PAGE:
When to walk away (8-23-15 Formations) - Word&Way

When to walk away (8-23-15 Formations)

download commentaryWhen to walk away
Formations — August 23, 2015
Scripture: 1 Samuel 26:17-25; Acts 15:36-41

Michael OlmstedMichael OlmstedSometimes resolution and healing cannot be reached. We believe that all things are possible with God’s grace, but the human heart can close itself off from love and forgiveness and choose anger and brokenness. There comes a time when you have to walk away or, as a Christian psychologist friend counseled me, “You cannot resolve this pain, so it is necessary for your emotional and spiritual health to move on!” Today’s scriptures illustrate two conflicts that would not be resolved.

1 Samuel 26:17-25 is the tragic story of King Saul’s hatred of David, shaped by jealousy, self-protection and entitlement. Since we are looking back to what was happening, we can easily diagnose the growth of crippling hatred in Saul’s mind.

The beginning seems to go back to 1 Samuel 18 when Israel celebrated their victory over the Philistines. Women danced in the streets and sang: “Saul has killed his thousands…. David has killed his tens of thousands.” Read the full story and note how David chose not to kill Saul on more than one occasion and even sought the advice of Jonathan, Saul’s son and David’s best friend.

Our text shows Saul seeming to repent of his hatred for David and offering reconciliation. Truthfully, there is no change in Saul, only deception and the desire to see David dead. David slips into Saul’s tent one night and has opportunity to kill the sleeping king, but instead takes the king’s spear and uses this to prove he has no desire to harm the king.

The next day Saul professes to love David and seeks reconciliation, but he is lying once again. David realized that he can not heal the hared in Saul’s heart and the two never see one another again. Don’t miss the obvious contrast of Saul’s hatred and Jonathan’s love and loyalty to David. The difference between father and son is what grows in the heart.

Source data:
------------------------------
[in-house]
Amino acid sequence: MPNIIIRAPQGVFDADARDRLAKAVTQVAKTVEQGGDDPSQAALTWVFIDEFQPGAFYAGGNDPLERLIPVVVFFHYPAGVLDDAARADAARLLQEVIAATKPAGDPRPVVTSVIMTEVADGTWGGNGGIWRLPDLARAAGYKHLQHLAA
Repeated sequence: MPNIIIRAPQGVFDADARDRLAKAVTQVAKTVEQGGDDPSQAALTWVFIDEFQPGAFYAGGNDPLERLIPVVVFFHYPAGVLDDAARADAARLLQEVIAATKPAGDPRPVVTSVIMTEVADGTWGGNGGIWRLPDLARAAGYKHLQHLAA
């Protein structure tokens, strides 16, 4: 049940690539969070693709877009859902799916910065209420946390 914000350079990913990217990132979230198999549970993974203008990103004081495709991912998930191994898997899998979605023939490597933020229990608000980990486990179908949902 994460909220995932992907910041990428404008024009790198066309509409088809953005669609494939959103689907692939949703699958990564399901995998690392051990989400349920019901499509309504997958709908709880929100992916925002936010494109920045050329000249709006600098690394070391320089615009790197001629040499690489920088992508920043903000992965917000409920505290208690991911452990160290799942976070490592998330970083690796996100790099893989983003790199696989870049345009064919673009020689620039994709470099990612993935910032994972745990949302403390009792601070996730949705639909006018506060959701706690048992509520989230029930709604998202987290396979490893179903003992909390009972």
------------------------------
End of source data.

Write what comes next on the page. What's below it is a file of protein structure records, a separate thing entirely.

Acts 15:36-41 recounts another unresolved conflict between two significant biblical figures. Paul and Barnabas were bound together by a mutual love for God and for the lost pagan world. They had completed their first missionary journey to key cities of the Roman Empire, preaching the gospel and planting churches.

Now Paul wants to retrace their steps to check on those new churches, encourage their converts and expand the work of God. You would expect another epic account because these two men are deeply committed to Christ and share the same goal. It was Barnabas who first brought Paul to Antioch and vouched for him (Acts 11:25-26). But conflict can unfold even in good situations.

The falling out centers on a young man from Jerusalem, John Mark, who went with them on the first trip. John Mark had left them (“deserted,” Acts 15:38) in Pamphylia on the first trip. The argument is so intense that Paul chose a new partner, Silas, and headed for Syria, while Barnabas took Mark with him to Cyprus. The comment has been made that this if the first “baptist” split recorded as a church planting strategy!

Even the best of us can become caught up in what we “know” is right and thinking the other person should admit to being wrong and apologize. Seriously, we can learn from this broken relationship that sometimes the best solution is to walk away and focus on doing the right thing no matter what someone else does.

Understanding that a conflict will not be resolved and choosing to walk away is never easy. After careful self-examination and prayer, you may understand that “getting along” and pretending the problem is not real will only result in more problems for you and others. You can expend a great deal of energy and waste valuable time instead of moving on to something positive and beneficial. You may feel a failure, but you stand a better chance of serving God rather than reinforcing damaging conflict.

Even unresolved conflict can result in good by God’s grace. John Mark reappears in one of Paul’s last letters, 2 Timothy 4:11, where Paul requests, “Pick us Mark and bring him with you, for he is useful to me for service” (NAS). Was it a softening of Paul’s heart, the healing of time, a change in a young man’s life that healed a broken relationship? We do not know. Were Paul and Barnabas reconciled? We must remember that sometimes only a miracle of God’s grace can heal and restore our broken relationships.

Sometimes you have to walk away from a conflicted relationship when you realize you cannot make it right and to keep on will only bring deeper pain and even hurt others. You have to trust God and the power of his grace.

Retired after 45 years in pastoral ministry, Michael K. Olmsted enjoys family, supply preaching and interim work, literature, history, the arts and antiques. 

Formations is a curriculum series from Smyth & Helwys Publishing, Inc. through NextSunday Resources.

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